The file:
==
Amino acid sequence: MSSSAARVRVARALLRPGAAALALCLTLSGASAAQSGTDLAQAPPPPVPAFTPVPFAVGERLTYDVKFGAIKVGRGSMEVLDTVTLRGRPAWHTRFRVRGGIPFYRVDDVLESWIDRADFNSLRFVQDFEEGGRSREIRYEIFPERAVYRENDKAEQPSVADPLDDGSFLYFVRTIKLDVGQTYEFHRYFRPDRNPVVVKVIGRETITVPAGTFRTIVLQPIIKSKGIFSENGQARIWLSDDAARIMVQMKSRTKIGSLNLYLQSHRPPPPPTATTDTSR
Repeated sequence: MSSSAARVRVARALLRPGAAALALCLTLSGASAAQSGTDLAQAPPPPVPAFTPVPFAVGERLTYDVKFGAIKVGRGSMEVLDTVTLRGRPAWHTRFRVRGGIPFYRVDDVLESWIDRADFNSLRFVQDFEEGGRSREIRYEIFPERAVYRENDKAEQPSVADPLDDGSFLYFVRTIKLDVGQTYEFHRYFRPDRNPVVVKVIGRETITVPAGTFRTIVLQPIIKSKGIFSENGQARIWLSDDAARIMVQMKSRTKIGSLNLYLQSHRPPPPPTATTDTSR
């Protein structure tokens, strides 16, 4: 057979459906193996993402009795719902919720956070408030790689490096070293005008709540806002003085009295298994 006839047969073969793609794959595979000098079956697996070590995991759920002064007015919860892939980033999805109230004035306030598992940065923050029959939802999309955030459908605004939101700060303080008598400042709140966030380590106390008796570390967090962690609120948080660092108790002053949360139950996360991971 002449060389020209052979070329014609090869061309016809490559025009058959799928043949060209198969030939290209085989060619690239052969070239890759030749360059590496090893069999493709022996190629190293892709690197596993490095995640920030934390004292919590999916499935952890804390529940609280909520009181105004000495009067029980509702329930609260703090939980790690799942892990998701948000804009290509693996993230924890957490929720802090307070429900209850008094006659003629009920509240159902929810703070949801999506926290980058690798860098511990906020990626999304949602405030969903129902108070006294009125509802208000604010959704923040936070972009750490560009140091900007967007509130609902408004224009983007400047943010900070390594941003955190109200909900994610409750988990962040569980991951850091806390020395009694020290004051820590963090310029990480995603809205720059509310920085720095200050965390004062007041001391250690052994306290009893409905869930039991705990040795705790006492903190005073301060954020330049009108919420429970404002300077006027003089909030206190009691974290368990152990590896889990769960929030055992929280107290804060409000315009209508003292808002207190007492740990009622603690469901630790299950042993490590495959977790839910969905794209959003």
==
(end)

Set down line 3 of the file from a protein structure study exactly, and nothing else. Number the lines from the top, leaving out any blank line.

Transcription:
């Protein structure tokens, strides 16, 4: 057979459906193996993402009795719902919720956070408030790689490096070293005008709540806002003085009295298994 006839047969073969793609794959595979000098079956697996070590995991759920002064007015919860892939980033999805109230004035306030598992940065923050029959939802999309955030459908605004939101700060303080008598400042709140966030380590106390008796570390967090962690609120948080660092108790002053949360139950996360991971 002449060389020209052979070329014609090869061309016809490559025009058959799928043949060209198969030939290209085989060619690239052969070239890759030749360059590496090893069999493709022996190629190293892709690197596993490095995640920030934390004292919590999916499935952890804390529940609280909520009181105004000495009067029980509702329930609260703090939980790690799942892990998701948000804009290509693996993230924890957490929720802090307070429900209850008094006659003629009920509240159902929810703070949801999506926290980058690798860098511990906020990626999304949602405030969903129902108070006294009125509802208000604010959704923040936070972009750490560009140091900007967007509130609902408004224009983007400047943010900070390594941003955190109200909900994610409750988990962040569980991951850091806390020395009694020290004051820590963090310029990480995603809205720059509310920085720095200050965390004062007041001391250690052994306290009893409905869930039991705990040795705790006492903190005073301060954020330049009108919420429970404002300077006027003089909030206190009691974290368990152990590896889990769960929030055992929280107290804060409000315009209508003292808002207190007492740990009622603690469901630790299950042993490590495959977790839910969905794209959003």